LS: On that subject, tell me a little bit about the first guitar you ever made, which, as I believe, was a Gibson Les Paul-style solid body.

JH: With basically any guitar, the math is the same, which is something that I should have paid more attention to when I first started. I should’ve looked at the details closer. That’s what I’ve learned: it’s all about the details and precision. You know, you measure things a hundred times and cut once. My first guitar was really rough; it felt like a baseball bat. [laughs] It was far too heavy.

LS: To you, what is the hardest or most frustrating part of building a guitar?

JH: Setting up the fretboard and getting the frets right is the hardest part, because there are so many things that you have to make just right all at once. A lot of companies have machines that they throw the guitar in and they bend the neck and shave things off, but I still do all of that by hand, and I’m sure other guitar builders still do it by hand, too. But that’s definitely the hardest part; that’s where you really have to slow down and take your time.

LS: Is that mainly because of the spacing between frets, fret height, fretboard radius, etcetera?

JH: I could start to tell you, but there are so many little critical dimensions to consider—the curve of the neck, the angle of the neck to the body, and on and on.

LS: What’s the story behind your workshop? When did you move to Boonville, IN and when did you get all your equipment set up?

JH: Well, we’ve been here six years now. When we moved up to Evansville, I had already been building guitars. I think that “number eight”—that hollow-body over there [points to a black guitar in the studio area]—was probably the last one done during the transition. We moved up to Evansville, I lived with my brother for a while, then we lived in an apartment, and I would travel back home to my dad’s place on the weekends and work in his barn. I had to relocate my entire shop from Paducah to my dad’s barn so I could keep on building. Then we moved up here [to Boonville, IN] and lived in an apartment for a little while, but it wasn’t long before we said, “This is ridiculous. We’ve lived in and owned a house before.” I hated living in an apartment. So we started looking for places, and I think this [the Harper’s current home] was the first place I went and looked at. I like it because of all the potential it had for housing a proper shop in the garage area. It’s a really old house. It was built in the 1800s and it has some issues. I love fixing stuff up, though, but it takes me away from building guitars.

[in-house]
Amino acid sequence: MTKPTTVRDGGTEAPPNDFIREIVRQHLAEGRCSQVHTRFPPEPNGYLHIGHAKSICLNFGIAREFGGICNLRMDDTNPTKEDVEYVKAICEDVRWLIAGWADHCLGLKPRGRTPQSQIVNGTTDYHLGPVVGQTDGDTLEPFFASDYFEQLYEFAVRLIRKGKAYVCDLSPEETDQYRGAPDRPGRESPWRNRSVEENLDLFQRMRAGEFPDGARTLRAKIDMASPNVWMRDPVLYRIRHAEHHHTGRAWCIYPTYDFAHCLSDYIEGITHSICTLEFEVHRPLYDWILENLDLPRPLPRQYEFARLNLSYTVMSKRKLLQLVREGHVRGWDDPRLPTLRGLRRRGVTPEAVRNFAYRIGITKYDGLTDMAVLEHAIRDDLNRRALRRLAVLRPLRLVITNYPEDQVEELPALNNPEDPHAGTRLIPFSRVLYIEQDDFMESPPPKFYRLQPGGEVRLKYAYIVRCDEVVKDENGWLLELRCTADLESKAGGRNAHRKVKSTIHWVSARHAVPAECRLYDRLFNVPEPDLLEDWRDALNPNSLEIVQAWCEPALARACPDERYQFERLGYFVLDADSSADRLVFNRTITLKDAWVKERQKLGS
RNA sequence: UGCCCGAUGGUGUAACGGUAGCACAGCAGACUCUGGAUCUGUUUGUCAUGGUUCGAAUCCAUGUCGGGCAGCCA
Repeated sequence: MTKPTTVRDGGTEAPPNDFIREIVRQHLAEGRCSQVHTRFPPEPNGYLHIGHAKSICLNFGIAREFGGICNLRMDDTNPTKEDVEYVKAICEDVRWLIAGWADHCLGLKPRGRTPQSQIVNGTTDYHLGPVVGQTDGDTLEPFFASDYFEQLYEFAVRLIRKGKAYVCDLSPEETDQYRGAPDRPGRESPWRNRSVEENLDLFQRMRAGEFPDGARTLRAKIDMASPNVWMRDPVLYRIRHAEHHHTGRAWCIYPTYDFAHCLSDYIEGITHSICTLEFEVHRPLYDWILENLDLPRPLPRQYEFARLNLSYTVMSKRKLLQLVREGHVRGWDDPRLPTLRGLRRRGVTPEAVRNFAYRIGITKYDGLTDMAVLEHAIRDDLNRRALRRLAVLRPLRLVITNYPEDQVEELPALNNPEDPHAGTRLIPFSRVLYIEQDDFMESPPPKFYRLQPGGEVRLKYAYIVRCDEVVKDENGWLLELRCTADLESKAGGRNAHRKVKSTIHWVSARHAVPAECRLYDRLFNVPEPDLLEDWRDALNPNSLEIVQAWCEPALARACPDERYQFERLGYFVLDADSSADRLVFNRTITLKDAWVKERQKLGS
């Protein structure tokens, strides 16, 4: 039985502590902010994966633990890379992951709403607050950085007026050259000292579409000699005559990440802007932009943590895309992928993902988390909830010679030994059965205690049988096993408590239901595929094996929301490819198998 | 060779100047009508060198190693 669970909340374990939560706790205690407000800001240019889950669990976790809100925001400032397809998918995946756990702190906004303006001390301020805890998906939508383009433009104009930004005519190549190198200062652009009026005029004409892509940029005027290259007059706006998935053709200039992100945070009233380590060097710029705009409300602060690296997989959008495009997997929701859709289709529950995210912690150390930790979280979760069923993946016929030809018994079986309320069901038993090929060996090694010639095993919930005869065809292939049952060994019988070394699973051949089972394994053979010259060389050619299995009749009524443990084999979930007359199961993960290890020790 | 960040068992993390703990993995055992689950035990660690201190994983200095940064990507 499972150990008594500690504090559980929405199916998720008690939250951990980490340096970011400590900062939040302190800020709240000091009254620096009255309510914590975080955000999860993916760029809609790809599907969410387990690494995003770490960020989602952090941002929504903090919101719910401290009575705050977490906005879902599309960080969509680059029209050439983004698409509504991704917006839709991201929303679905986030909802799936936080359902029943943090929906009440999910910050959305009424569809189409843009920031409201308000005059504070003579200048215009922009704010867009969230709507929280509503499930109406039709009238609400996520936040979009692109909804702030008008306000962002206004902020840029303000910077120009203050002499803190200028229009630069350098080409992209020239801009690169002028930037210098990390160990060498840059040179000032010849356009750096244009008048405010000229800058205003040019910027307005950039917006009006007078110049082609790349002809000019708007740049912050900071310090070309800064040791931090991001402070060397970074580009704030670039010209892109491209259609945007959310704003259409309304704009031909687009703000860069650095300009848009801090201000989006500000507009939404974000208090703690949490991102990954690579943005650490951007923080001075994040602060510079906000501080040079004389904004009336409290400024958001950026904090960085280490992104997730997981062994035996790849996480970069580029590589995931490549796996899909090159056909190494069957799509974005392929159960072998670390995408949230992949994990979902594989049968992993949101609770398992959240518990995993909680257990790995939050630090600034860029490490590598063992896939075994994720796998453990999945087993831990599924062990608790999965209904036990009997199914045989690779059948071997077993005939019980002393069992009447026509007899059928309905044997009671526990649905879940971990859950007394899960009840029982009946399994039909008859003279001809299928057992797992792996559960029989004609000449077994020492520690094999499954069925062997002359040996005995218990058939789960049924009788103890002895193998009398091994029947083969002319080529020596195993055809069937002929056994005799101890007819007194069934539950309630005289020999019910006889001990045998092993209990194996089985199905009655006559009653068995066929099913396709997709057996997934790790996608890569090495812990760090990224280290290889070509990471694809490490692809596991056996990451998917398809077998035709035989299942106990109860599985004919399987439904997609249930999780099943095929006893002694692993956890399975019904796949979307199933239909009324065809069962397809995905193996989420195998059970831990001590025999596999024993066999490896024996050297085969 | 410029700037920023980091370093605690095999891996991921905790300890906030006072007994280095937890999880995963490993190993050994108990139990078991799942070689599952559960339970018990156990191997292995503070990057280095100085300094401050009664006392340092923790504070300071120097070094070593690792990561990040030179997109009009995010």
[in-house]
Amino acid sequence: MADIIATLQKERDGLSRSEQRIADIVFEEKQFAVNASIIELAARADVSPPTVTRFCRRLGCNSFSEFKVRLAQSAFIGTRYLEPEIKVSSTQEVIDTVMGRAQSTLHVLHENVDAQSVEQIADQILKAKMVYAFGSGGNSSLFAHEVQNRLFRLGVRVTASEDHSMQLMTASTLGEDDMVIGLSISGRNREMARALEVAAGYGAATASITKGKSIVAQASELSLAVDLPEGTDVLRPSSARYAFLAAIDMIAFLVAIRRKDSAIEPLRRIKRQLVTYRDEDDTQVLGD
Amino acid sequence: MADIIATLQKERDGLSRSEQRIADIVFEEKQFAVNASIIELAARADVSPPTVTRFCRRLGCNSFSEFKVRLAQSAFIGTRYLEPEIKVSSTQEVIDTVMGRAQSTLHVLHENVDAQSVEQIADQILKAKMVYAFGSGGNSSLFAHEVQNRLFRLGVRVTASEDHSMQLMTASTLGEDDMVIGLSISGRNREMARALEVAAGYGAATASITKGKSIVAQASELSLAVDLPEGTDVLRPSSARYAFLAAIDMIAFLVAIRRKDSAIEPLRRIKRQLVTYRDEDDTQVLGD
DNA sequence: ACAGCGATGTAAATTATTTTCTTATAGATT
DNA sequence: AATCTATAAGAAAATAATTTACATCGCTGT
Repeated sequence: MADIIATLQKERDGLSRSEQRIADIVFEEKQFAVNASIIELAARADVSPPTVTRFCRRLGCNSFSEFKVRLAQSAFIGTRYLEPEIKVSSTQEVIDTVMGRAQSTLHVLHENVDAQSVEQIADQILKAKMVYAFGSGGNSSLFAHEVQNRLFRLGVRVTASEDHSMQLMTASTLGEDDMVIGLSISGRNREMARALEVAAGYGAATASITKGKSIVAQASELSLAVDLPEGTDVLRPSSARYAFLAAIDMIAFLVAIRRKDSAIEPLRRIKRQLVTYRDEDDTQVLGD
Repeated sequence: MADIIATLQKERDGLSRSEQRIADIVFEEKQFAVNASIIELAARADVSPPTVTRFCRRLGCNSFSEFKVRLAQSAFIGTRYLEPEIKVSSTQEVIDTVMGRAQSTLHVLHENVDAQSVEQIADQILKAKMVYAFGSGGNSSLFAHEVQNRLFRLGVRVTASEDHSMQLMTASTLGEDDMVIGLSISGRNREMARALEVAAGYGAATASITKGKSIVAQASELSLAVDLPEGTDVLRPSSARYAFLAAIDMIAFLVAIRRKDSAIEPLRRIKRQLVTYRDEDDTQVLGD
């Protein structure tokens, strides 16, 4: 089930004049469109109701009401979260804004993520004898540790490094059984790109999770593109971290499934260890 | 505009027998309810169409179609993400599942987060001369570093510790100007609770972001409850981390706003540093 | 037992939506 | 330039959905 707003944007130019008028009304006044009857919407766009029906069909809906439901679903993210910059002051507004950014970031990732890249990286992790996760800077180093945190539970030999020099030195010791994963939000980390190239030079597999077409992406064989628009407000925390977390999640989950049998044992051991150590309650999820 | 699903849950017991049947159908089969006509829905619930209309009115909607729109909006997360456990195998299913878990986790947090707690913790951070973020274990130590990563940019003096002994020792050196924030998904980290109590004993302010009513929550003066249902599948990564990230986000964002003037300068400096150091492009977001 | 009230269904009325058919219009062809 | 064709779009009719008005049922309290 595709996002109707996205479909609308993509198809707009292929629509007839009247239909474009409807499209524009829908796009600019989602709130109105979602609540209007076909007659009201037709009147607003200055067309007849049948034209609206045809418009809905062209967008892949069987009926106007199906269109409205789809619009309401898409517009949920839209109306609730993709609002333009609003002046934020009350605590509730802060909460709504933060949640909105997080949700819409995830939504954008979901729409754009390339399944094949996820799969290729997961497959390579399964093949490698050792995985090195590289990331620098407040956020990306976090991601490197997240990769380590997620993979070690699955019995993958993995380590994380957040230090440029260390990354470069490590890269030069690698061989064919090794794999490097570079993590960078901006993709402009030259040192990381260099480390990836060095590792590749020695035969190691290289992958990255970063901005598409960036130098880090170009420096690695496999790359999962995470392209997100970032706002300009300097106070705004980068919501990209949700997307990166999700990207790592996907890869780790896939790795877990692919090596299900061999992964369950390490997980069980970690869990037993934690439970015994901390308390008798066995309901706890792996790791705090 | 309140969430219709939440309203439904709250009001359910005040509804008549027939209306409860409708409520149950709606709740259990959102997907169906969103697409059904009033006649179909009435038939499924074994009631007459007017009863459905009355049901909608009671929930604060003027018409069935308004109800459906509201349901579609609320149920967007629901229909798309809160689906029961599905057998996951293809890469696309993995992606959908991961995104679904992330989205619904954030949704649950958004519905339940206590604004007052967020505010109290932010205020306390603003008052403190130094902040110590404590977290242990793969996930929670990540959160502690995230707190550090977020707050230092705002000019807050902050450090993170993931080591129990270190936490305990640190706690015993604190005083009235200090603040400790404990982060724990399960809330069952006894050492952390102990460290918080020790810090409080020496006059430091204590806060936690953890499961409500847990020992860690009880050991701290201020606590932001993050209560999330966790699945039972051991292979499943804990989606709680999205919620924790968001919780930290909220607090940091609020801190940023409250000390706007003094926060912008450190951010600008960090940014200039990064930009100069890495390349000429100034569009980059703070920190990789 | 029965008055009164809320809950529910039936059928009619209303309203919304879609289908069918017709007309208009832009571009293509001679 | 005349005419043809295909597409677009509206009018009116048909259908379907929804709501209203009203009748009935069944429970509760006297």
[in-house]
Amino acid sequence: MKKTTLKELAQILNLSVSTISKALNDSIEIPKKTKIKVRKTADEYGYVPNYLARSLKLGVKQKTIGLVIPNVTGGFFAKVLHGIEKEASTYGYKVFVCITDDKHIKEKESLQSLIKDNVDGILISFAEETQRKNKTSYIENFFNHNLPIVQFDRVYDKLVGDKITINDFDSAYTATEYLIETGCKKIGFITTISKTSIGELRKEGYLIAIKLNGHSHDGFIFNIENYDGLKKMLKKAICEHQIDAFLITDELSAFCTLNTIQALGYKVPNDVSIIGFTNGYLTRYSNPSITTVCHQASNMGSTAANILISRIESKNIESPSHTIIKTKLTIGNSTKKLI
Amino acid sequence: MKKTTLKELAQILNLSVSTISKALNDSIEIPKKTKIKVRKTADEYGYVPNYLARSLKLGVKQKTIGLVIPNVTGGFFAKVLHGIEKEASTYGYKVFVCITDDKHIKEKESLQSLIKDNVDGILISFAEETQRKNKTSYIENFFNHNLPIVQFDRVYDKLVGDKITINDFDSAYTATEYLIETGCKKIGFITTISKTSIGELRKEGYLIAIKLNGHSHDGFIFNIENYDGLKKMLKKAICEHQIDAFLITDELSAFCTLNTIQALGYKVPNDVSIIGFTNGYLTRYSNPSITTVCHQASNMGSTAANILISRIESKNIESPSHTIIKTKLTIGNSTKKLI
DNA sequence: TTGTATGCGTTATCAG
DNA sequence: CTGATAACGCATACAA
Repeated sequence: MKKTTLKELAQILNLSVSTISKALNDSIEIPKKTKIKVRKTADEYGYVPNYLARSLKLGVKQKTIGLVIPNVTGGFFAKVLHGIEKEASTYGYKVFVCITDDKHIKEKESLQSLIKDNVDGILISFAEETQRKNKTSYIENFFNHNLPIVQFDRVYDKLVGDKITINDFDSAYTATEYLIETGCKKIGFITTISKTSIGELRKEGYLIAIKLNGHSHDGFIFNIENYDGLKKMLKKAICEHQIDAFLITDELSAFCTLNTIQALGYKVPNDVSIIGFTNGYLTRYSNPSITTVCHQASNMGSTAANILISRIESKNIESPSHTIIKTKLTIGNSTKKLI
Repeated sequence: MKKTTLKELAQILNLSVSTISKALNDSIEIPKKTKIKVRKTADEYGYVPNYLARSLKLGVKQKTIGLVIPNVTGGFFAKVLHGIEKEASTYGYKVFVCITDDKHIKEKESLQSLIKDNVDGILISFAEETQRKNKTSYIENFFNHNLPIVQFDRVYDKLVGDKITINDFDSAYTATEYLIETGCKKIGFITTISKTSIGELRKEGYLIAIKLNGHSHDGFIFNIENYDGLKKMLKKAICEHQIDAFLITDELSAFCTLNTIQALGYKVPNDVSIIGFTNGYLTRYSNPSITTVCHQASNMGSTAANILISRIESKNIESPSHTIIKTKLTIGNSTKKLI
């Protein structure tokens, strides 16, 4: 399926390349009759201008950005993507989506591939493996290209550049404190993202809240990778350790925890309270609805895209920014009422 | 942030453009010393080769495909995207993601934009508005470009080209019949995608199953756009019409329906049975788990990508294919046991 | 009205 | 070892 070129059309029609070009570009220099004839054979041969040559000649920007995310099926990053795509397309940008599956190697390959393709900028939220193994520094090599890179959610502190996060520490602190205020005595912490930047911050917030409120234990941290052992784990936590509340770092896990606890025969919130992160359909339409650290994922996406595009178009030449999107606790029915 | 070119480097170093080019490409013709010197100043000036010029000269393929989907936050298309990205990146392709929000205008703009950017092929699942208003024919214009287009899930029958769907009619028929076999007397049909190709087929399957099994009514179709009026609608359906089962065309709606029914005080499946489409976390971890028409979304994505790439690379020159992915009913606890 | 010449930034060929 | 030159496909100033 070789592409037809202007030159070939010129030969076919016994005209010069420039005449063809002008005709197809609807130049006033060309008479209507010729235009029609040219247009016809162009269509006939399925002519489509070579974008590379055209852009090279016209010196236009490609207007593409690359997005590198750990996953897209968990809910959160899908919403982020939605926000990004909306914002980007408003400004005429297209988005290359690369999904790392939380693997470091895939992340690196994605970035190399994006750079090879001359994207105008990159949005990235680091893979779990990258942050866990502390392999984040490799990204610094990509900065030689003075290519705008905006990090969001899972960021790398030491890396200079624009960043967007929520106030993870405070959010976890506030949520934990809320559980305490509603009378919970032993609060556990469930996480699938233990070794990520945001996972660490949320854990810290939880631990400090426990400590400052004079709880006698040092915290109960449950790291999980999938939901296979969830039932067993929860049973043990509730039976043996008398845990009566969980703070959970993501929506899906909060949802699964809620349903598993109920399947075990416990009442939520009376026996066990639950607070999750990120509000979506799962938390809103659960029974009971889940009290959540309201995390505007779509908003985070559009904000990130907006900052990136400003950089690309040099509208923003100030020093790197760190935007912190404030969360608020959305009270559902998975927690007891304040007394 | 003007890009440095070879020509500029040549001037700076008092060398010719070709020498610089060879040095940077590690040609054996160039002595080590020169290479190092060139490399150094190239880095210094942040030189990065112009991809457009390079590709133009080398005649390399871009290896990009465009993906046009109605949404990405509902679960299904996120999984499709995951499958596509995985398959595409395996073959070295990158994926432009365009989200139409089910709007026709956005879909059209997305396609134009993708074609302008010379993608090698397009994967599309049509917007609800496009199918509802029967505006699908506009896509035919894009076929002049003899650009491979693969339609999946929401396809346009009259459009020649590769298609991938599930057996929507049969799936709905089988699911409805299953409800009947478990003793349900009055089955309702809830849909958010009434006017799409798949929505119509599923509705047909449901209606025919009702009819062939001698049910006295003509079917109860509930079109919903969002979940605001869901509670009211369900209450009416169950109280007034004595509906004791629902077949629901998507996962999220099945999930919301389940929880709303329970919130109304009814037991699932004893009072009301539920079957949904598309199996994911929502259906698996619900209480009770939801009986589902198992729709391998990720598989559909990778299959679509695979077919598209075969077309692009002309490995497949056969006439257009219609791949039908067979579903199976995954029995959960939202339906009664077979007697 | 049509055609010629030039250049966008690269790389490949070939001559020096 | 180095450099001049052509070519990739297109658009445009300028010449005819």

LS: Is woodworking something that you’ve always had an interest in or was it something that just developed out of the blue?

JH: Well, my mom’s dad was a fine woodworker. He built furniture. My grandfather on my dad’s side was a machinist in the military, and he was kind of a “fix anything” type of handyman. Then, my dad’s brothers, as well as my dad, were all woodworkers, contractors, fine furniture builders, and finish carpenters. My dad and all his brothers actually built the log cabin we all grew up in. It was just always something I was around. With what I’m doing now, I already knew how to use the tools, so it was simply getting them.